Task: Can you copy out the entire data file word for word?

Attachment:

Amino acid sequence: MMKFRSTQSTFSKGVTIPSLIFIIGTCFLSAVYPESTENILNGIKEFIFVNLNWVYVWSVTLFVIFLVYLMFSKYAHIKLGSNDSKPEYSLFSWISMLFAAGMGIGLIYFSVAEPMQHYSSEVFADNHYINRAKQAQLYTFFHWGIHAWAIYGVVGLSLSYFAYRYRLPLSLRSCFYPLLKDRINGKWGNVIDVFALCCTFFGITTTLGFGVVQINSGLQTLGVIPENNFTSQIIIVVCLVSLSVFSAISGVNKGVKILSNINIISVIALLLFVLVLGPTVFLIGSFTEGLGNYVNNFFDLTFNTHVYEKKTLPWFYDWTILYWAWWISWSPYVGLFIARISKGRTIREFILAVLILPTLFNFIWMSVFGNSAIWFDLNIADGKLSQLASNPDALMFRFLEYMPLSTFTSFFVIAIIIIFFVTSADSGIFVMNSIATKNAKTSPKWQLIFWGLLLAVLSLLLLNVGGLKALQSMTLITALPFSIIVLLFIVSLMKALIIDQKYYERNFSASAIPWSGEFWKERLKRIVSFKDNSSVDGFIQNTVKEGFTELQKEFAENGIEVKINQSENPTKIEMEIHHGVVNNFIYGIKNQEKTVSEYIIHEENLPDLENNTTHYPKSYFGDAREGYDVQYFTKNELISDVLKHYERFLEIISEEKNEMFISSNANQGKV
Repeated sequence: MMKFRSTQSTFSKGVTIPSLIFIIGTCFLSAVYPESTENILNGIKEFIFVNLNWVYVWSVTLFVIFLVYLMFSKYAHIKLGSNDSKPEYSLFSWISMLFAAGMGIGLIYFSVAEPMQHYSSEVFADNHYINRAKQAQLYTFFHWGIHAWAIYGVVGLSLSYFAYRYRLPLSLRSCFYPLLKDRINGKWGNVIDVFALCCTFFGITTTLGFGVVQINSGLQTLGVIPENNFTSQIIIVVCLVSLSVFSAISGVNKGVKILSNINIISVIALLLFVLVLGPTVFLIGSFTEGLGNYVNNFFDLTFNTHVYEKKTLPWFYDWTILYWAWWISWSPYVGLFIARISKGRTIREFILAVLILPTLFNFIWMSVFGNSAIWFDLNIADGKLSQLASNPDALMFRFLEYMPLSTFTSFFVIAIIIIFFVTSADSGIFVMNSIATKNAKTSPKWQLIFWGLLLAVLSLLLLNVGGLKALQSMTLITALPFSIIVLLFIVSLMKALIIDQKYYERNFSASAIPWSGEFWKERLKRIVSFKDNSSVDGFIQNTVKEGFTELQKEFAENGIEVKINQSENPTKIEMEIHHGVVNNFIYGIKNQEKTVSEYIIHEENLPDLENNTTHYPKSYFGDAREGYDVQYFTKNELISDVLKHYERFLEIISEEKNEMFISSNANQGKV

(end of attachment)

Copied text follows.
Amino acid sequence: MMKFRSTQSTFSKGVTIPSLIFIIGTCFLSAVYPESTENILNGIKEFIFVNLNWVYVWSVTLFVIFLVYLMFSKYAHIKLGSNDSKPEYSLFSWISMLFAAGMGIGLIYFSVAEPMQHYSSEVFADNHYINRAKQAQLYTFFHWGIHAWAIYGVVGLSLSYFAYRYRLPLSLRSCFYPLLKDRINGKWGNVIDVFALCCTFFGITTTLGFGVVQINSGLQTLGVIPENNFTSQIIIVVCLVSLSVFSAISGVNKGVKILSNINIISVIALLLFVLVLGPTVFLIGSFTEGLGNYVNNFFDLTFNTHVYEKKTLPWFYDWTILYWAWWISWSPYVGLFIARISKGRTIREFILAVLILPTLFNFIWMSVFGNSAIWFDLNIADGKLSQLASNPDALMFRFLEYMPLSTFTSFFVIAIIIIFFVTSADSGIFVMNSIATKNAKTSPKWQLIFWGLLLAVLSLLLLNVGGLKALQSMTLITALPFSIIVLLFIVSLMKALIIDQKYYERNFSASAIPWSGEFWKERLKRIVSFKDNSSVDGFIQNTVKEGFTELQKEFAENGIEVKINQSENPTKIEMEIHHGVVNNFIYGIKNQEKTVSEYIIHEENLPDLENNTTHYPKSYFGDAREGYDVQYFTKNELISDVLKHYERFLEIISEEKNEMFISSNANQGKV
Repeated sequence: MMKFRSTQSTFSKGVTIPSLIFIIGTCFLSAVYPESTENILNGIKEFIFVNLNWVYVWSVTLFVIFLVYLMFSKYAHIKLGSNDSKPEYSLFSWISMLFAAGMGIGLIYFSVAEPMQHYSSEVFADNHYINRAKQAQLYTFFHWGIHAWAIYGVVGLSLSYFAYRYRLPLSLRSCFYPLLKDRINGKWGNVIDVFALCCTFFGITTTLGFGVVQINSGLQTLGVIPENNFTSQIIIVVCLVSLSVFSAISGVNKGVKILSNINIISVIALLLFVLVLGPTVFLIGSFTEGLGNYVNNFFDLTFNTHVYEKKTLPWFYDWTILYWAWWISWSPYVGLFIARISKGRTIREFILAVLILPTLFNFIWMSVFGNSAIWFDLNIADGKLSQLASNPDALMFRFLEYMPLSTFTSFFVIAIIIIFFVTSADSGIFVMNSIATKNAKTSPKWQLIFWGLLLAVLSLLLLNVGGLKALQSMTLITALPFSIIVLLFIVSLMKALIIDQKYYERNFSASAIPWSGEFWKERLKRIVSFKDNSSVDGFIQNTVKEGFTELQKEFAENGIEVKINQSENPTKIEMEIHHGVVNNFIYGIKNQEKTVSEYIIHEENLPDLENNTTHYPKSYFGDAREGYDVQYFTKNELISDVLKHYERFLEIISEEKNEMFISSNANQGKV